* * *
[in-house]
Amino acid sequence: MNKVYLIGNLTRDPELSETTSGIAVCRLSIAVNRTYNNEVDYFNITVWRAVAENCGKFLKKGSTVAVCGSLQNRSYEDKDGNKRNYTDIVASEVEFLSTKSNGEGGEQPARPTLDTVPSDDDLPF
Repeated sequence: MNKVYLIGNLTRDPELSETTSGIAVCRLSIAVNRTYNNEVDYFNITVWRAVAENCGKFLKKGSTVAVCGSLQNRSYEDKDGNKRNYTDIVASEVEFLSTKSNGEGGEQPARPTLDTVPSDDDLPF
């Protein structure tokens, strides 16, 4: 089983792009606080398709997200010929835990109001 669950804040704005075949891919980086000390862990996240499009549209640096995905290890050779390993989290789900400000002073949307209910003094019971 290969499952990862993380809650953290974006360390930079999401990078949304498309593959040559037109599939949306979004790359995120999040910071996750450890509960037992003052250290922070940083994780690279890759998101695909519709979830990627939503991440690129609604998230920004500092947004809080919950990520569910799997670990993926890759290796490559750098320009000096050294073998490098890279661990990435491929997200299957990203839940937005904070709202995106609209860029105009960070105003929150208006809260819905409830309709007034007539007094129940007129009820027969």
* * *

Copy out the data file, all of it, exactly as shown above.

[in-house]
Amino acid sequence: MNKVYLIGNLTRDPELSETTSGIAVCRLSIAVNRTYNNEVDYFNITVWRAVAENCGKFLKKGSTVAVCGSLQNRSYEDKDGNKRNYTDIVASEVEFLSTKSNGEGGEQPARPTLDTVPSDDDLPF
Repeated sequence: MNKVYLIGNLTRDPELSETTSGIAVCRLSIAVNRTYNNEVDYFNITVWRAVAENCGKFLKKGSTVAVCGSLQNRSYEDKDGNKRNYTDIVASEVEFLSTKSNGEGGEQPARPTLDTVPSDDDLPF
């Protein structure tokens, strides 16, 4: 089983792009606080398709997200010929835990109001 669950804040704005075949891919980086000390862990996240499009549209640096995905290890050779390993989290789900400000002073949307209910003094019971 290969499952990862993380809650953290974006360390930079999401990078949304498309593959040559037109599939949306979004790359995120999040910071996750450890509960037992003052250290922070940083994780690279890759998101695909519709979830990627939503991440690129609604998230920004500092947004809080919950990520569910799997670990993926890759290796490559750098320009000096050294073998490098890279661990990435491929997200299957990203839940937005904070709202995106609209860029105009960070105003929150208006809260819905409830309709007034007539007094129940007129009820027969």